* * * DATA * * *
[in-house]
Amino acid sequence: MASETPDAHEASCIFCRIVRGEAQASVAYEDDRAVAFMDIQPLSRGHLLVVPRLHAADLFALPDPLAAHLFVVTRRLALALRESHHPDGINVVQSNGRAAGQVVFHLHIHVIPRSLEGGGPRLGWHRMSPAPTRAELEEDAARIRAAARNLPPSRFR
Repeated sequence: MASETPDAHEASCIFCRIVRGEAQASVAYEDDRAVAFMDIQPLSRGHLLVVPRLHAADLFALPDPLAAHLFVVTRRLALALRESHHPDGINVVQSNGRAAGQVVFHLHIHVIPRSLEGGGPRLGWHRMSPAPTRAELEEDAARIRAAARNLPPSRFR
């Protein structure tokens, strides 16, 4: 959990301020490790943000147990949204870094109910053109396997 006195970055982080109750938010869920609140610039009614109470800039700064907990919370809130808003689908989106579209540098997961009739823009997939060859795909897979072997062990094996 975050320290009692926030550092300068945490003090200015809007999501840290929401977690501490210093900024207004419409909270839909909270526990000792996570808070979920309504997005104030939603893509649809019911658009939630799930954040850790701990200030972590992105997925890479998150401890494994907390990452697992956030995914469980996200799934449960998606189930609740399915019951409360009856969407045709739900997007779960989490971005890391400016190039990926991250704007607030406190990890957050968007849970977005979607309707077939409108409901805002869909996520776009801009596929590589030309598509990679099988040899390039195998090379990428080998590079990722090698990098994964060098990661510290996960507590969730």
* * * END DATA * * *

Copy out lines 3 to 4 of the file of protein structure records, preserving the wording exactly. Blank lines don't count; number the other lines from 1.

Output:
Repeated sequence: MASETPDAHEASCIFCRIVRGEAQASVAYEDDRAVAFMDIQPLSRGHLLVVPRLHAADLFALPDPLAAHLFVVTRRLALALRESHHPDGINVVQSNGRAAGQVVFHLHIHVIPRSLEGGGPRLGWHRMSPAPTRAELEEDAARIRAAARNLPPSRFR
């Protein structure tokens, strides 16, 4: 959990301020490790943000147990949204870094109910053109396997 006195970055982080109750938010869920609140610039009614109470800039700064907990919370809130808003689908989106579209540098997961009739823009997939060859795909897979072997062990094996 975050320290009692926030550092300068945490003090200015809007999501840290929401977690501490210093900024207004419409909270839909909270526990000792996570808070979920309504997005104030939603893509649809019911658009939630799930954040850790701990200030972590992105997925890479998150401890494994907390990452697992956030995914469980996200799934449960998606189930609740399915019951409360009856969407045709739900997007779960989490971005890391400016190039990926991250704007607030406190990890957050968007849970977005979607309707077939409108409901805002869909996520776009801009596929590589030309598509990679099988040899390039195998090379990428080998590079990722090698990098994964060098990661510290996960507590969730």